Today, the U.S. Supreme Court once again expanded the ability of employees to sue for retaliation. With seven Justices in agreement, plus the remaining two concurring in the judgment, the Court held that an employee who answers a question about a fellow employee’s improper conduct during an internal sexual harassment investigation is engaging in "protected activity" under Title VII of the Civil Rights Act. As a result of this ruling, it is likely that employers will face more retaliation claims. Crawford v. Metropolitan Government of Nashville and Davidson County, Tennessee, No. 06-1595, U.S. Supreme Court (January 26, 2009).
The case was brought by Vicky Crawford, a 30-year employee of the Metropolitan Government of Nashville, who claimed she was fired in retaliation for answering a human resources officer’s questions as to whether Crawford had witnessed another employee engage in “inappropriate behavior.” Specifically, in response to questions from the human resources officer conducting the harassment investigation, Crawford reported several incidents of misconduct by the alleged harasser, but she did not affirmatively complain about his behavior. The employer took no action against the alleged harasser but fired Crawford, citing embezzlement as the reason for her discharge.
After receiving a right-to-sue letter from the Equal Employment Opportunity Commission, Crawford filed a lawsuit against her former employer alleging unlawful retaliation under Title VII. The statute’s anti-retaliation provision has two clauses that prohibit discrimination against an employee “ because he has opposed any practice made an unlawful employment practice by this subchapter, or  because he has made a charge, testified, assisted, or participated in any manner in an investigation, proceeding or hearing under this subchapter.” The first is referred to as the “opposition clause” and the other as the “participation clause.”
The trial judge dismissed the lawsuit and the Sixth Circuit Court of Appeals affirmed, finding that Crawford neither “opposed” unlawful activity nor participated in a “proceeding” under Title VII. Crawford then asked the Supreme Court to review the case. Because the Sixth Circuit’s decision conflicted with those of other circuits (particularly with respect to the “opposition clause”), the Supreme Court agreed to hear the case.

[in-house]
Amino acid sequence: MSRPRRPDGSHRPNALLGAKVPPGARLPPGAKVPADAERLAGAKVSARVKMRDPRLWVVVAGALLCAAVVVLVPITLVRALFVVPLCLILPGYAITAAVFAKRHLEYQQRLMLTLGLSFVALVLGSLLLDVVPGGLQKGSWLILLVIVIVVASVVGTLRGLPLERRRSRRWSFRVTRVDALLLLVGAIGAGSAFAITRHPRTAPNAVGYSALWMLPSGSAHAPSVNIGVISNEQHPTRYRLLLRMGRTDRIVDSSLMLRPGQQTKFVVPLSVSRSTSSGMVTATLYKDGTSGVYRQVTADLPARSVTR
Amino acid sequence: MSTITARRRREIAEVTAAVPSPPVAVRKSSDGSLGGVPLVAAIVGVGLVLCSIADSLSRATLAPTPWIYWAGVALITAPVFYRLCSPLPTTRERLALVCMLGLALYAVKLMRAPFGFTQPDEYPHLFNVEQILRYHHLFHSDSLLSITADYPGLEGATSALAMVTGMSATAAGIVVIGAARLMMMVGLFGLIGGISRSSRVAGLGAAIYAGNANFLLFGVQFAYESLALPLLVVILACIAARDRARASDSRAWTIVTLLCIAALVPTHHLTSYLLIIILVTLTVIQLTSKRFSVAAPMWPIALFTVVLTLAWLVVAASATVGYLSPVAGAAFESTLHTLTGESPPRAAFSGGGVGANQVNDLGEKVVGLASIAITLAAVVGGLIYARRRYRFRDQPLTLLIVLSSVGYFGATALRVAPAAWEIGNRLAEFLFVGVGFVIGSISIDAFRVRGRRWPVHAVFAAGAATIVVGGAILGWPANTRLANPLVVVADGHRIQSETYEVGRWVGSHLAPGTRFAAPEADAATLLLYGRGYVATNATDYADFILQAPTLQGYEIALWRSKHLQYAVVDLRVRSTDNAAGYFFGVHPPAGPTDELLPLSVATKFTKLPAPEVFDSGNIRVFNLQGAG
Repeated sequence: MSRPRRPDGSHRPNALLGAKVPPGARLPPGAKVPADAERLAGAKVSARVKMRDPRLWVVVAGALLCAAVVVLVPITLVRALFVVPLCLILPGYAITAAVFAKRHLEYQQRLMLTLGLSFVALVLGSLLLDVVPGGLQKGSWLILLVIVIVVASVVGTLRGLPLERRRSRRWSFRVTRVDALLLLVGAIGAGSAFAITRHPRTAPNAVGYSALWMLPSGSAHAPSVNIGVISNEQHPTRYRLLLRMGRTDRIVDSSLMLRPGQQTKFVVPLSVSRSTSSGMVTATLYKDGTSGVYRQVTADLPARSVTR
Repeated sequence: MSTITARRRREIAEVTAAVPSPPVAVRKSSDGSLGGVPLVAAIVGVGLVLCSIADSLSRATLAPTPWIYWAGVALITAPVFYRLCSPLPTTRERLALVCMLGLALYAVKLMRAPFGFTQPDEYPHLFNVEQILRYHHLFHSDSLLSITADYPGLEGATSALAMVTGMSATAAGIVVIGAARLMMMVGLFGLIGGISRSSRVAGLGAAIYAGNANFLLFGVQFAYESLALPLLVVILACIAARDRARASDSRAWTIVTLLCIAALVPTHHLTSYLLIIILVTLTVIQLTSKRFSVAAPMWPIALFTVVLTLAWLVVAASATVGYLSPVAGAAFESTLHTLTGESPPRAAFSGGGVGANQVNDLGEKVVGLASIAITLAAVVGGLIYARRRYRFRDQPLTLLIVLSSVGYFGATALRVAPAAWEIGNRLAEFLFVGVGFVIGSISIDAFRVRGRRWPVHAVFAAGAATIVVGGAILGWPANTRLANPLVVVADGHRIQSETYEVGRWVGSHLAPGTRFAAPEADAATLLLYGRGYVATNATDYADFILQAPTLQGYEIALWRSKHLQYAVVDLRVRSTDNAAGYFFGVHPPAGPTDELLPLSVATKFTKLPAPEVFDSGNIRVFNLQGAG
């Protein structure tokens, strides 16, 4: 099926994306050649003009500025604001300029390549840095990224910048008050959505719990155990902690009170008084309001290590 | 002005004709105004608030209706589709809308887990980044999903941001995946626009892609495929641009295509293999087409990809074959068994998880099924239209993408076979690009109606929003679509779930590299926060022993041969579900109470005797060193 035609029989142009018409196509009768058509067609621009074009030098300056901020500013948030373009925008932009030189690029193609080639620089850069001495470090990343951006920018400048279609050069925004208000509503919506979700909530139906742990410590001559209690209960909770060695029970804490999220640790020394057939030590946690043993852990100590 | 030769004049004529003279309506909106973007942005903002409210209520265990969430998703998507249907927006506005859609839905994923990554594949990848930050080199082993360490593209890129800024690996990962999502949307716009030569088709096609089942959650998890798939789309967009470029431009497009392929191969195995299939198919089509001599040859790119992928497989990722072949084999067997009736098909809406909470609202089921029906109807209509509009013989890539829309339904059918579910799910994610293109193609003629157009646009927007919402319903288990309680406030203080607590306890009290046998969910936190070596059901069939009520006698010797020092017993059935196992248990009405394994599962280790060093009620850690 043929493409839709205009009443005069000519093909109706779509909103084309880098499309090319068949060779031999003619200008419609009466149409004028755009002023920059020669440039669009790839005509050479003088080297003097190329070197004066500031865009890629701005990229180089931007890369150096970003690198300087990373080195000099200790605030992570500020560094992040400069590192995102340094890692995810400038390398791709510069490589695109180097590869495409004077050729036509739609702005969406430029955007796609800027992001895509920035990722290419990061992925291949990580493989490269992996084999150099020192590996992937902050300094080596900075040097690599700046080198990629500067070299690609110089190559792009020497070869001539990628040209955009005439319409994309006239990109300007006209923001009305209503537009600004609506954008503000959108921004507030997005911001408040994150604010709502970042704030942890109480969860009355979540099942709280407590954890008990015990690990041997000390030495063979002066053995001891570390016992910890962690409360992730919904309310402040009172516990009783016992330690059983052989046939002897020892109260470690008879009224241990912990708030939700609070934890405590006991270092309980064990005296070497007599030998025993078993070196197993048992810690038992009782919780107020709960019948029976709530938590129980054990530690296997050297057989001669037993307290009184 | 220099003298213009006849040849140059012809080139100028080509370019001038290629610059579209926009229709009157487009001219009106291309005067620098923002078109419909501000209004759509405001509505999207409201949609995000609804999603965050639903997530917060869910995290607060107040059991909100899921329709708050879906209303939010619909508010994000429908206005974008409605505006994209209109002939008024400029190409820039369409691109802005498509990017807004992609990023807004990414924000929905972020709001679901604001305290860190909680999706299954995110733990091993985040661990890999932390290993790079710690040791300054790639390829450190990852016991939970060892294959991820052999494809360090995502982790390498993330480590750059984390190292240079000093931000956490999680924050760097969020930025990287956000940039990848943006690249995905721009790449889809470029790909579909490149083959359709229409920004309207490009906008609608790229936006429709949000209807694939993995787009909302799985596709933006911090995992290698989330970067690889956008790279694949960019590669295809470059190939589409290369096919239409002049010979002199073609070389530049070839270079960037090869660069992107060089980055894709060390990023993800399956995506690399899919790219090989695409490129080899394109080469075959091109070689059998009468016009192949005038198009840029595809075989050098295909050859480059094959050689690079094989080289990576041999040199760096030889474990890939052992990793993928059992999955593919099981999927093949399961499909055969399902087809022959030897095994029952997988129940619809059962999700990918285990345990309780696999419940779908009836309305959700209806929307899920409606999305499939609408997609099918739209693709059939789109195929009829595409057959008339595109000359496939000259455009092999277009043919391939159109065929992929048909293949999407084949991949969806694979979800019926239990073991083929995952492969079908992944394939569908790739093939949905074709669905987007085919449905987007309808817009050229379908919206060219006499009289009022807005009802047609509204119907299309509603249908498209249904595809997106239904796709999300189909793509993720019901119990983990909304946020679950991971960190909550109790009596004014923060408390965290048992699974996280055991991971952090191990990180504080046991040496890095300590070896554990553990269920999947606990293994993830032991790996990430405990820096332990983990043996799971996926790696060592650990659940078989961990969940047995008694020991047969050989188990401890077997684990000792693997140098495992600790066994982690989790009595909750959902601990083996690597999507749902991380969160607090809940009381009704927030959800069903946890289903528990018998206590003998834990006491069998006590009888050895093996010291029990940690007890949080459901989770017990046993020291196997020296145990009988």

The Justices held that Crawford’s conduct was covered by the statute’s opposition clause, thereby allowing her to sue under Title VII. According to the Court, “The statement Crawford says she gave to [the human resources officer] is . . . covered by the opposition clause, as an ostensibly disapproving account of sexually obnoxious behavior toward her by a fellow employee, an answer she says antagonized her employer to the point of sacking her on a false pretense.” The Justices rejected Metro’s argument that if employees such as Crawford are covered under Title VII’s anti-retaliation provision, employers will be unlikely to conduct internal investigations. Referring to this argument as “unconvincing,” the Court found that employers already have “a strong inducement to ferret out and put a stop to any discriminatory activity in their operations as a way to break the circuit of imputed liability.” Thus, the case was sent back to the Sixth Circuit to consider several other defenses raised by the employer to Crawford’s retaliation claim.
According to Ron Chapman, Jr., a shareholder in Ogletree Deakins’ Dallas office: “The Court’s ruling is neither surprising nor particularly controversial, based on the facts of the case. The key question, however, is how the ruling will be interpreted and applied to different fact patterns in the future. Will other forms of passive opposition suffice to establish a claim for retaliation? Both the concurring opinion and a strict reading of the majority opinion suggest the answer is no, but you can bet that aggressive plaintiffs’ lawyers will try to extrapolate this ruling to protect other forms of conduct that as of now are insufficient to establish a retaliation claim.”